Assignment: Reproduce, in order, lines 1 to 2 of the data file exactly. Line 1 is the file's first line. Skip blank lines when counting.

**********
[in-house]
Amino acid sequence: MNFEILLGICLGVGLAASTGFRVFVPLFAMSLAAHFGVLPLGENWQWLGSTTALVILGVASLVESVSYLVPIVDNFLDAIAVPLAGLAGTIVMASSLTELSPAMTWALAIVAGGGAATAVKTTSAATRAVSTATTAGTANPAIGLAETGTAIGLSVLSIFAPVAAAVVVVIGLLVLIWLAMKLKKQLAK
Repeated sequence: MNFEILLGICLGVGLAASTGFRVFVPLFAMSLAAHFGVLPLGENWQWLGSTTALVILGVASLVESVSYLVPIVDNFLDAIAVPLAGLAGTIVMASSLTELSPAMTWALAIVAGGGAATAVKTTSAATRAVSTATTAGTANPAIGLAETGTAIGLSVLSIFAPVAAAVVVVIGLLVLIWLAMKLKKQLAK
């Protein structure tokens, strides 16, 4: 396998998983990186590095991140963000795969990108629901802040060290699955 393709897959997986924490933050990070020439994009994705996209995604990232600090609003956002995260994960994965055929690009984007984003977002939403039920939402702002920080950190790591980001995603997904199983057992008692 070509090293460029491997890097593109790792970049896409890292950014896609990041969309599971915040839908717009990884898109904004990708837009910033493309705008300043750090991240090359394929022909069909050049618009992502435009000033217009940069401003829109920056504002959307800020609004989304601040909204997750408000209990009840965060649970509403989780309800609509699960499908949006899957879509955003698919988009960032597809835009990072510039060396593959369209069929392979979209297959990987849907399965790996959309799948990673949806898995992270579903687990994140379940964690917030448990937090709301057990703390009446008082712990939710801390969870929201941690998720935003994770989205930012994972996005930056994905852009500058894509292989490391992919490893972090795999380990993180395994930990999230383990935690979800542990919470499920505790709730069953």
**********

[in-house]
Amino acid sequence: MNFEILLGICLGVGLAASTGFRVFVPLFAMSLAAHFGVLPLGENWQWLGSTTALVILGVASLVESVSYLVPIVDNFLDAIAVPLAGLAGTIVMASSLTELSPAMTWALAIVAGGGAATAVKTTSAATRAVSTATTAGTANPAIGLAETGTAIGLSVLSIFAPVAAAVVVVIGLLVLIWLAMKLKKQLAK